I plant brains out back to help me think. I can’t say whose. In the mornings, I pour coffee over their folds and sprinkle the grounds as fertilizer. At night, the bodiless brains’ dreams drift past my windows like jellyfish. I fall asleep watching them and their phosphorescence seeps into my own dreams. In these dreams, I am brainier than ever.
I am proud of my brains, so I write a letter to the brain people at the university in town. Secretly, I hope they will give me an honorary degree. A man in a lab coat comes and shakes my hand. He digs up my garden and bags the brains. When he thinks I’m not looking, he kisses each one through the plastic.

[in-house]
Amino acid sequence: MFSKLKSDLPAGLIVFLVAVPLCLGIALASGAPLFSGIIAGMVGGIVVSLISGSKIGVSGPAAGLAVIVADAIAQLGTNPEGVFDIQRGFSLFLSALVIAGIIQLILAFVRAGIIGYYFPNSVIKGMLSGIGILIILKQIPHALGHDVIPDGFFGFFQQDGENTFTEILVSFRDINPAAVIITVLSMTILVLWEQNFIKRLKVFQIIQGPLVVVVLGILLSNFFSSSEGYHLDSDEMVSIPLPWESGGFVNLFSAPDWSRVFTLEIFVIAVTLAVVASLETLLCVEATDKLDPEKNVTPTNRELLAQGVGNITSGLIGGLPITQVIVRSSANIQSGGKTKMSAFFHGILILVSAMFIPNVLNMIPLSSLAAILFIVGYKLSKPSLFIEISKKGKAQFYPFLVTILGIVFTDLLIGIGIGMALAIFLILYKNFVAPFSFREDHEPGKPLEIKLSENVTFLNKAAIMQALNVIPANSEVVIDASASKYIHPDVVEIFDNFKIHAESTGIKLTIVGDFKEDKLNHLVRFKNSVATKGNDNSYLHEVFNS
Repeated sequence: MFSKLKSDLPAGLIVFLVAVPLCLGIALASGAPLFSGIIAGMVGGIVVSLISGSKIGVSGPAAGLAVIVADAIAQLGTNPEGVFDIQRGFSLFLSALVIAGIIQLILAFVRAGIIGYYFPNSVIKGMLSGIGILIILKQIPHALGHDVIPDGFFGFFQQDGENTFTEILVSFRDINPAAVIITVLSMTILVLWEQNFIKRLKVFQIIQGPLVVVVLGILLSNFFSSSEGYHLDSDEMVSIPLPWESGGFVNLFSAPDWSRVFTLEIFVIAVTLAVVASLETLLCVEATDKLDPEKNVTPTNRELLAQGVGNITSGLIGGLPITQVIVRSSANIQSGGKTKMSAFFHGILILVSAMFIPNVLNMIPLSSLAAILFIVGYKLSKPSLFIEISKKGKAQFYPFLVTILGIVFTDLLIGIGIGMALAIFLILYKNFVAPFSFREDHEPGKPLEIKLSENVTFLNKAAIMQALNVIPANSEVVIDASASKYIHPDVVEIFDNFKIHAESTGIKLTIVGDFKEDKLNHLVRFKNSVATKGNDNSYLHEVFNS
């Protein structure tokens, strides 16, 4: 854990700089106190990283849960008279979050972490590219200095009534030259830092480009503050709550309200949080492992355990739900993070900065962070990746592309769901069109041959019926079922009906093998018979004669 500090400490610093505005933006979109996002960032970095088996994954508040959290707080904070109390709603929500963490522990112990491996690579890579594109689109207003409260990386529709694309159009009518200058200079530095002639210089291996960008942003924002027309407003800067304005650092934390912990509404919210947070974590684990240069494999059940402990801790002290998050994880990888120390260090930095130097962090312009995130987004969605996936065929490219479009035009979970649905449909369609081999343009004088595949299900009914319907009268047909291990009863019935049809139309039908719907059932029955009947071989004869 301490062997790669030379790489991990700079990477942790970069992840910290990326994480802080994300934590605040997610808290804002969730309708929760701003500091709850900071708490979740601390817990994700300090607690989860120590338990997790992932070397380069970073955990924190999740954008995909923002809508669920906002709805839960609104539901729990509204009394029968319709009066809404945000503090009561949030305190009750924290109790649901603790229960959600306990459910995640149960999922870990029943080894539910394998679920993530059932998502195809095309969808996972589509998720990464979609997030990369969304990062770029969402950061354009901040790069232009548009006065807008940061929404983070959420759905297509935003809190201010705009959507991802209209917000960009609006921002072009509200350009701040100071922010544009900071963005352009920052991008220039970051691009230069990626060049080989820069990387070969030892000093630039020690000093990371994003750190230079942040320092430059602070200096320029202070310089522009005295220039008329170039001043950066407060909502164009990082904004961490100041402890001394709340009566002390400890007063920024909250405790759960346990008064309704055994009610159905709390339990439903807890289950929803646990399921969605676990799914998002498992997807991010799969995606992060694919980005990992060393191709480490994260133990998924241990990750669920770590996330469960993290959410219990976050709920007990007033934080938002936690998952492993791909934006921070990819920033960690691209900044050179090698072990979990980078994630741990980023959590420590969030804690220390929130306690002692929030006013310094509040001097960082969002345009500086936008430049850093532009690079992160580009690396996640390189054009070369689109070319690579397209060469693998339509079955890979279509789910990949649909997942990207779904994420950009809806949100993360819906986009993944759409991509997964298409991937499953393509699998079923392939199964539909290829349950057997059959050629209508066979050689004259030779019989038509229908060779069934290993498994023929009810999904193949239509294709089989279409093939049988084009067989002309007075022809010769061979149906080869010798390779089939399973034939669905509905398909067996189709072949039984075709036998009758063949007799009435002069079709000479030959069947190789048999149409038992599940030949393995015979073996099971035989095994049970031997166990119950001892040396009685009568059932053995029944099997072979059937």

I ask if I can come visit and he tells me it will be best for everyone if I don’t try to contact my brains at their new home. He leaves, and my garden is full of fresh dirt and coffee grounds. At night, the windows stay dark.
Ruby Rorty is a poet, journalist, and environmental justice researcher in Chicago. Her work has appeared in Cool Rock Repository, Paddler Press, and Mythic Picnic Volume 8. Ruby tweets @RortyRuby and Instagrams @ruby.rorty